Despite efforts by the new administration to increase support for fossil fuels, there is increasing momentum towards a clean-energy future. State and local efforts are driving the country to a 21st-century energy infrastructure, with or without the federal government.
The federal government now appears to be headed down the path of not honoring America’s commitments to tackle global warming, but many of the country’s cities and states as well as its corporations have no intention of breaking our promises to the world.
Because of its Arctic location, Alaska is warming about twice as fast as the rest of the United States. The past year has been the warmest on record. The forces of erosion and increasingly powerful storms have resulted in the imminent risk of destruction for at least 31 Alaskan towns and cities. Many are predicted to become uninhabitable over the next few decades. Residents of these places are likely to join the growing flow of climate refugees around the globe.
As the world’s population grows and becomes more urban and affluent, the amount of solid waste we produce grows and grows. Over the past century, the total amount has risen tenfold. By 2025, the world-wide total is expected to double again. The average person in the United States throws away their body weight in garbage every month.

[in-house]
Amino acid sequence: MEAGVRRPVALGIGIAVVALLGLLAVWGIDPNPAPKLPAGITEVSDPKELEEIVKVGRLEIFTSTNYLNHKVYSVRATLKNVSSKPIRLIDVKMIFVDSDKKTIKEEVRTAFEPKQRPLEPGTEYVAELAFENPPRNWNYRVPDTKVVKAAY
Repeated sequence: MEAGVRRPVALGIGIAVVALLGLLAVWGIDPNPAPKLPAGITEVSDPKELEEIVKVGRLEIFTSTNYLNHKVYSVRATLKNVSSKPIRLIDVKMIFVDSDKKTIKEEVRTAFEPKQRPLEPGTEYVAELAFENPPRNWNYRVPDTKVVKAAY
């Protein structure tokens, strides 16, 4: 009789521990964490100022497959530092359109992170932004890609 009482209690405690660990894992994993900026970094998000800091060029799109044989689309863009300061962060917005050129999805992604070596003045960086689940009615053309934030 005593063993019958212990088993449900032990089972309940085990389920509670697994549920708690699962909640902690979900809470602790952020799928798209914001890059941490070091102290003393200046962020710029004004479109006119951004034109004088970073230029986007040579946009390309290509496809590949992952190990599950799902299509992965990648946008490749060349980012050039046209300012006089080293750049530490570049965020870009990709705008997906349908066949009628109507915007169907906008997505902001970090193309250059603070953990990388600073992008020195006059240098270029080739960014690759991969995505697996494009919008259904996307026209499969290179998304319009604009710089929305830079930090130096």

By the year 2030, two-thirds of humanity will live in cities— but we are not alone. Cities are filled with food and natural predators are scarce, so many creatures have moved in with us.
When most people hear the word ‘ecology’ – chances are it conjures up images of scientists working in distant, wild landscapes, such as old growth forests or remote mountain lakes. Increasingly, however, ecological studies are focused on urban and suburban areas.
Anyone who has walked the streets of New York City or Washington, D.C. on a stifling summer day can attest to the fact that cities feel hotter. It’s not a matter of perception.